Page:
Terrorist watchlists, such as the U.S. No Fly List, raise important questions about the nature of an open society, the rights of citizens, the uses of technology, and the responsibility of the state for national security. The right to enter, leave, and travel within one’s country is essential to full citizenship in a modern democratic republic. Ironically, the digital revolution lauded for its globalizing effects also enables government restrictions on travel (as well as other rights and privileges) to an unprecedented degree. On what basis should watchlisting decisions be made – using facts of what origin, assessed according to what standards – and by whom: well-meaning but zealous officials, a neutral magistrate, or a computer’s cold algorithms? These questions reveal broader, darker implications for watchlisting policies and technologies: watchlists have begun to proliferate beyond their original purposes and beyond the liberal democracies that invented them.

At this seminar Professor Jeffrey Kahn will talk about how the U.S. No Fly List is changing the meaning of citizenship. Kahn is Professor of Law and Gerald J. Ford Research Fellow at Southern Methodist University Dedman School of Law (Dallas, Texas, USA) where he teaches and writes on national and international human rights law. He is the author of Mrs. Shipley’s Ghost: The Right to Travel and Terrorist Watchlists (University of Michigan Press, 2013) and his work on watchlists has been featured in the New York Times, The Guardian (UK), and numerous academic journals and law reviews.  Most recently, he contributed the chapter on terrorist watchlists to the Cambridge Handbook of Surveillance Law (2017). He is the only person to testify in federal court as an expert witness on watchlists in the first and only No-Fly List case to reach the trial stage. Prior to academia, Professor Kahn served as a trial attorney in the U.S. Department of Justice.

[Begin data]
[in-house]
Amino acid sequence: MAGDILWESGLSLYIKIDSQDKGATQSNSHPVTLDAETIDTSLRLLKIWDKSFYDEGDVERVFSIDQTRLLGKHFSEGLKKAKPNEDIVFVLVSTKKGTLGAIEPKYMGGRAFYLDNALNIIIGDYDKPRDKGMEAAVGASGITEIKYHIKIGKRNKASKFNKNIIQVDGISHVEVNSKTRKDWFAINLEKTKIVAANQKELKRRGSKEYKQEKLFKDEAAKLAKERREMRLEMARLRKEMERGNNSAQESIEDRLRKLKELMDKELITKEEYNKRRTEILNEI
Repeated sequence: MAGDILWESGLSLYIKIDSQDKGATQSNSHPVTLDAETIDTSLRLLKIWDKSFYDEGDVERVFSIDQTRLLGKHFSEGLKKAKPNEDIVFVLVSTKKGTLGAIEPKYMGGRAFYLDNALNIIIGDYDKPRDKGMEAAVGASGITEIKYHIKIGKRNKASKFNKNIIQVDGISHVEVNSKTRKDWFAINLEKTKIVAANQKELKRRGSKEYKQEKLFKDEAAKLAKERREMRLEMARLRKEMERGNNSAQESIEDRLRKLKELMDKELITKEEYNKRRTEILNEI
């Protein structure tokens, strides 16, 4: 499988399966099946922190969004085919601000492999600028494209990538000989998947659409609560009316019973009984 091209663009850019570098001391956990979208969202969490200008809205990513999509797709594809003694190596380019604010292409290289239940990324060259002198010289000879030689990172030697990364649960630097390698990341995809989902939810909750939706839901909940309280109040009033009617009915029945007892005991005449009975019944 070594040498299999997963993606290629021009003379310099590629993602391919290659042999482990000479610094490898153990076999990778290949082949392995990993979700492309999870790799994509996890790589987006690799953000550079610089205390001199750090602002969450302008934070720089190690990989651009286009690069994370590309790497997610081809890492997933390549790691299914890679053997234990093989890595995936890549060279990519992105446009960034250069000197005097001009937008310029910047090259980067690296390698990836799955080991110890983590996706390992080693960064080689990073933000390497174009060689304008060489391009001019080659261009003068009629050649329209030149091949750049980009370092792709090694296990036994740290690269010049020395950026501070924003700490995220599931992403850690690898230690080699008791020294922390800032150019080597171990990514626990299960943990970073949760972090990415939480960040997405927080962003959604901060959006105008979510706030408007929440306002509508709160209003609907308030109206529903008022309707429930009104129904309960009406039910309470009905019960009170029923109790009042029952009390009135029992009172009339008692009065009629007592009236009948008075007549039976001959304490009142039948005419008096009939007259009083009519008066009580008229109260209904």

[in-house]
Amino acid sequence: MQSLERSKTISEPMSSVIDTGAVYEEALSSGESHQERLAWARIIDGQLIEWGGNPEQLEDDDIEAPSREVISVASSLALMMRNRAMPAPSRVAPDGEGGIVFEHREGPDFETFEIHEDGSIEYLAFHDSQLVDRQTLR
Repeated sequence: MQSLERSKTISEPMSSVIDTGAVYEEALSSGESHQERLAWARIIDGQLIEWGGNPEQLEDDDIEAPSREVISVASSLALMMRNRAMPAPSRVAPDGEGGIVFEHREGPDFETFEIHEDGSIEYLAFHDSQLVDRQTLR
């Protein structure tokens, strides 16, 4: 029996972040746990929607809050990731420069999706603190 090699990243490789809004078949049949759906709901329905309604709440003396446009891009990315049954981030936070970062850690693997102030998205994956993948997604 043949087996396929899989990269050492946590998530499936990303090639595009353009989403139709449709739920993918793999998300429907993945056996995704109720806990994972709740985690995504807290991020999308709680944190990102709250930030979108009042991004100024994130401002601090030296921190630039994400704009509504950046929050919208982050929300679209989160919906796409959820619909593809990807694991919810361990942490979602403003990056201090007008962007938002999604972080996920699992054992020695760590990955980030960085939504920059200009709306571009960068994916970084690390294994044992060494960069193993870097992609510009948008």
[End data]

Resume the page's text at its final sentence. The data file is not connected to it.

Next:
The event is hosted by the Consortium for Research on Terrorism and International Crime.